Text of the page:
BLOG rss
26/12/2010 // INFO 2 Comments

Ghost Bikes – In Memoriam



As the New Year approaches, it feels appropriate to spare a thought for people who have lost their lives this year to accidents while cycling, not only here in the UK but across the world.

As a community of people who are advocates and love cycling, we remember these cyclists in the form of the Ghost Bike. The Ghost Bike is a stripped down white painted bicycle that is locked to an immovable object on or near the spot of a cycle fatality. It is often the only memorial that friends of the cyclist have.

There is a Ghost Bike very close to where I live in Hackney, East London. I touch it always when I walk past it for some reason. As a person I’ll never know the individual who died but I still have a distinct feeling of grief from the death of this fellow cyclist. It is probably because I feel that the Ghost Bike could just as easily have been for me.

The bikes also serve as a quiet statement in support of a cyclists’ right to safe travel on our roads. We all travel the same unsafe streets and face the same risks of bad drivers and poor traffic conditions.

The first Ghost Bike appeared in the US in St Louis, Missouri, in 2003, and has since grown to many other countries around the world. A global campaign website – GhostBikes.org – now exists which tries to collate information of these deaths and pictures of the memorials, with short tributes to the dead cyclists.

A documentary film project, under the working title of The Ghost Bike Film Project,  is also now in post production. Funded by donations, the project has been collecting footage and interviews for a feature length documentary about Ghost Bikes since January 2009. Beginning in New York City, filming has moved to places diverse as Vancouver, London and Sao Paulo. A DVD of the documentary will be out in the New Year.

I was alerted to the documentary project by ByeKick, a blogger and friend of Going Going Bike. I will leave the last words about Ghost Bikes to him, which is on his own site.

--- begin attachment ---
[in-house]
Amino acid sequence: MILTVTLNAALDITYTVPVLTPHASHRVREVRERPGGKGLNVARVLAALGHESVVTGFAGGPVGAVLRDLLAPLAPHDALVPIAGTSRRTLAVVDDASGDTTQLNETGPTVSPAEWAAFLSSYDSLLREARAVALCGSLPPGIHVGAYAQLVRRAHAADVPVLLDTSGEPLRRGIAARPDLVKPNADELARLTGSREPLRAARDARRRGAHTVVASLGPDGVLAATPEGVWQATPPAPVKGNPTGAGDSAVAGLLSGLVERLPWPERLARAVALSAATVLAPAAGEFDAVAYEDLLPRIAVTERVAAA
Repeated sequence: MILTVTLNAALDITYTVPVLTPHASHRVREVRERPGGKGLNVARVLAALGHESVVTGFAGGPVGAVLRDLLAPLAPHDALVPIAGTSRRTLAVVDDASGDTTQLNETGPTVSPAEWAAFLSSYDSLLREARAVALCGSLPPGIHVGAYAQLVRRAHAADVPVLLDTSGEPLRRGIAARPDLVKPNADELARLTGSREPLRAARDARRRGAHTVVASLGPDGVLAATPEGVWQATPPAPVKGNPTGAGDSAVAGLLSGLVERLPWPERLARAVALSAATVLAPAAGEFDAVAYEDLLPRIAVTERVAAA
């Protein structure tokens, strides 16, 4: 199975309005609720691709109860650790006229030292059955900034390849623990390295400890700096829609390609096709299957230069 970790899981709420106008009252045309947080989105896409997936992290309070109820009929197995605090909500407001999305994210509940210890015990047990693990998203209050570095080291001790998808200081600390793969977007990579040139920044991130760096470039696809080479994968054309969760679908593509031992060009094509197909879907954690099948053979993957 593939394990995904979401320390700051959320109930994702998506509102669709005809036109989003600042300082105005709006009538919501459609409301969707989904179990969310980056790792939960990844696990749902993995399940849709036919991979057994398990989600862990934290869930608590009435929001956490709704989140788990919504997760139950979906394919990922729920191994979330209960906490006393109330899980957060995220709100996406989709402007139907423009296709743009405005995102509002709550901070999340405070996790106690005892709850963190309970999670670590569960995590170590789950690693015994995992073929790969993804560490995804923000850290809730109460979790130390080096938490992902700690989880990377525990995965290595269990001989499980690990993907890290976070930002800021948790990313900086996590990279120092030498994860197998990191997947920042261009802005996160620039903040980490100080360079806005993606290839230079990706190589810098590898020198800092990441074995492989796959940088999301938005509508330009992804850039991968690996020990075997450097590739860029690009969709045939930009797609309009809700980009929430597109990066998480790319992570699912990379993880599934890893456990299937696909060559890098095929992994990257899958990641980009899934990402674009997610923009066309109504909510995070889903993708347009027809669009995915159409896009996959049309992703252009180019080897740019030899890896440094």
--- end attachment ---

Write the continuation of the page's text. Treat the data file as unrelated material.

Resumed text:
“Ghost Bikes should serve as every day reminder to us of our own luck, our part in the cycling community, our responsibility to each other, and most of all, to the memory of the individuals who lost their lives.”

2 comments [leave one]
Cycling chat December 28, 2010 at 4:48 pm

I actually think it’s a good idea as a constant reminder to ALL road users of those killed on a bike, who were just trying to get from A to B, may they all rest in Peace.


James - Going Going Bike December 29, 2010 at 11:08 am


I think it would be a heartless person (cyclist, pedestrian, driver or otherwise) who would not be moved by the sight of a ghost bike.

I saw another one, close to where I used to live yesterday, and they really are a powerful memorial as well, as you say, as a reminder to all road users of the dangers of the road.


Leave a Reply

Your email address will not be published. Required fields are marked *


You may use these HTML tags and attributes: <a href="" title=""> <abbr title=""> <acronym title=""> <b> <blockquote cite=""> <cite> <code> <del datetime=""> <em> <i> <q cite=""> <strike> <strong>

Grab the GGB Weekly Newsletter

and we will send you our second hand bike buying guide.

Search Blogs


Need some jargon translated? Consult the Bikepedia.




Bicycle Sizing Guide

Second hand and used bicycle buying guide

Balance bike racing comes to the UK

Bicycle guide for long distance cycling and touring


The Wheelie Good Round-Up

Sky Ride partners with GGB on Giles Deacon cycling bag

The Wheelie Good Round-Up

Final day of our Raid Pyreneen

Day five on the Raid Pyrenees

Day Four on the Raid Pyrenees

Day Three on the Raid Pyrenees

Day two on the Raid Pyrenees

The Wheelie Good Round-Up

Day one on Raid Pyrenees